The Government of Tanzania recently announced plans to employ two skilled and trained community health workers (CHWs) in every village beginning in the 2019-20 financial year. Hon. Ummy Mwalimu, the Minister of Health, Community Development, Gender, Elderly, and Children (MoHCDGEC), made the commitment when presenting her ministry’s budget speech on May 7 of this year.
This commitment—which has the potential to improve health outcomes beyond family planning alone—follows two years of advocacy to expand access to CHWs and the contraceptive methods they provide. It also sets the stage for advocates to continue pushing for policies that enable CHWs to administer contraceptive injectables (DMPA), including subcutaneous DMPA, with the goal of improved method mix and increased family planning uptake in the country.
Currently, CHWs can provide counseling, distribute pills and condoms, and refer potential clients to clinics. But many of Tanzania’s more than 19,200 villages lack trained CHWs and many women must walk long distances to health facilities. For years, the government resisted considering CHWs part of a critical cadre expanding access to family planning services at community level, despite evidence that endorse the need for CHWs engagement. Data from the government’s own pilot project at the Ifakara Health Institute (IHI) in Morogoro four years ago confirmed the feasibility and significance of deploying skilled and trained CHWs at the community level to enhance family planning service delivery.
In May 2018, AFP partner Tanzania Men as Equal Partners in Development (TMEPiD) began working on the issue after locally-generated evidence emerged on how CHWs improve access to family planning services. They gathered data to complement the available evidence on the potential of CHWs to reduce maternal mortality through task sharing from other African countries. TMEPiD also conducted a literature review of the IHI’s CONNECT project and highlighted key outcomes from the project’s Tanzania’s Members of Parliament (MP) study visit to Rwanda in August 2017. This report, along with other relevant documents, informed policy dialogues with MOHCDGEC officials about the significance of CHW services.
TMEPiD, in collaboration the Tanzania Communication and Development Centre and the Johns Hopkins Center for Communication Programs, then organized a series of consultative meetings between May and July 2018 on the potential benefits of CHWs and their role in health service delivery in Tanzania. The MoHCDGEC, the President’s Office–Regional Administration and Local Government, health professional associations, and MPs in the Tanzania Parliamentary Association on Population and Development participated. The discussions further explored the safety and feasibility of authorizing CHW administration of contraceptive injectables, as well as adding them to the list of methods they already provide.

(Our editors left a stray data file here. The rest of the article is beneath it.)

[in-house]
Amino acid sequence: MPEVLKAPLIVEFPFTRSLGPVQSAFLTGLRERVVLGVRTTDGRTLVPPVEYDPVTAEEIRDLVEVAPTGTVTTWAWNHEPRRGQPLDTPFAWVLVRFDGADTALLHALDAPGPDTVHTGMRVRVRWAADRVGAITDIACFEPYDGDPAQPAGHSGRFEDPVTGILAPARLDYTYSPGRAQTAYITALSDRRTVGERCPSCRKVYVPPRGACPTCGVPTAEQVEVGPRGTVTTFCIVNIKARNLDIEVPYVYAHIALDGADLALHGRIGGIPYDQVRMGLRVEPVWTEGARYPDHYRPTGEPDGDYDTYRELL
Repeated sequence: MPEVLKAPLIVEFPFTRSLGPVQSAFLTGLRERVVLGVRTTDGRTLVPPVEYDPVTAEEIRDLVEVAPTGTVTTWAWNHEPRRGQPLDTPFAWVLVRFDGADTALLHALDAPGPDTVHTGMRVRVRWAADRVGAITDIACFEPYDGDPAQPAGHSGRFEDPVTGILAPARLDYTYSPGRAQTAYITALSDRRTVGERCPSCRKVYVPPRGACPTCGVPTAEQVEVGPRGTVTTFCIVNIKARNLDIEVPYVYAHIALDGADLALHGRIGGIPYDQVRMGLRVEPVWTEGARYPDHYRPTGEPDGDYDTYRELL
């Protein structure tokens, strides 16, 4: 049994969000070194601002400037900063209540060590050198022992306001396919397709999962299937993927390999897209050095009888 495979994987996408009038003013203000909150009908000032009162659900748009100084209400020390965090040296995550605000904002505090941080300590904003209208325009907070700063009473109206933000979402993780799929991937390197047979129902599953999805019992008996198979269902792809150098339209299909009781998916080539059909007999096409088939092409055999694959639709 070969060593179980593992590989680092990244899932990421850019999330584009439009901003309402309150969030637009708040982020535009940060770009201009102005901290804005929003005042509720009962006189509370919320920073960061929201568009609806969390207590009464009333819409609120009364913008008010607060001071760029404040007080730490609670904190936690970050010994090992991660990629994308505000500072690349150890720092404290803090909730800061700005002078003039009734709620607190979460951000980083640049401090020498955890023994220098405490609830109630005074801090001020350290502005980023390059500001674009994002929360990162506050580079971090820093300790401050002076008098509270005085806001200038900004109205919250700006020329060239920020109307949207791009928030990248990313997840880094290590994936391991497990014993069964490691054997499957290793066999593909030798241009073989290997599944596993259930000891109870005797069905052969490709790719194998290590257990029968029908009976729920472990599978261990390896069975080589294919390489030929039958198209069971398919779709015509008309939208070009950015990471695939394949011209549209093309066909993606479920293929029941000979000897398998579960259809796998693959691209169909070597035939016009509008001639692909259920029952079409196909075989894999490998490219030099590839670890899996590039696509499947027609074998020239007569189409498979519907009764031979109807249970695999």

Key officials in the ministry’s management team expressed their support for the CHW approach, but underscored the need for guidelines and resources to act on this intervention. Some of the parliamentarians who participated in the Rwanda study visit strongly supported the proposal to recruit CHWs and expand their roles to include providing injectable contraceptives.
The MPs promised to take the issue forward and followed through with relevant parliamentary questions on the subject during the discussions on the health ministry budget speech in parliament in May 2019. The parliamentary champions maintained their support despite the President’s numerous publicly expressed sentiments against family planning. These advocacy efforts resulted in the Minister’s statement during the May 2019 MoHCDGEC’s budget submission in parliament.
Currently, the MoHCDGEC through its Health Promotion Unit is working on a tool to revitalize CHWs’ operations, aligning them with country’s expected family planning deliverables. The tool will guide CHWs, as well as partners working with them, to ensure uniform engagement of CHWs and in capturing the outcomes. The tool is expected to be shared before the end of this year.
As a next step, AFP Tanzania is following up with government partners to make sure funds are allocated through Direct Health Facility Financing. Through this mechanism, the central government disburses funds directly to health facilities. AFP partners will continue to engage local leaders to increase funding for family planning in health facilities and contribute toward meeting costs for CHWs at the village level.
 “2012 Population and Housing Census.” TGB Tanzania. The United Republic of Tanzania, March 2013. http://www.tzdpg.or.tz/fileadmin/documents/dpg_internal/dpg_working_groups_clusters/cluster_2/water/WSDP/Background_information/2012_Census_General_Report.pdf.
 Colin Baynes, Helen Semu, Jitihada Baraka, Hildegalda Mushi, Kate Ramsey, Almamy Malick Kante & James F. Phillips (2017) An exploration of the feasibility, acceptability, and effectiveness of professional, multitasked community health workers in Tanzania, Global Public Health, 12:8, 1018-1032, DOI: 10.1080/17441692.2015.1080750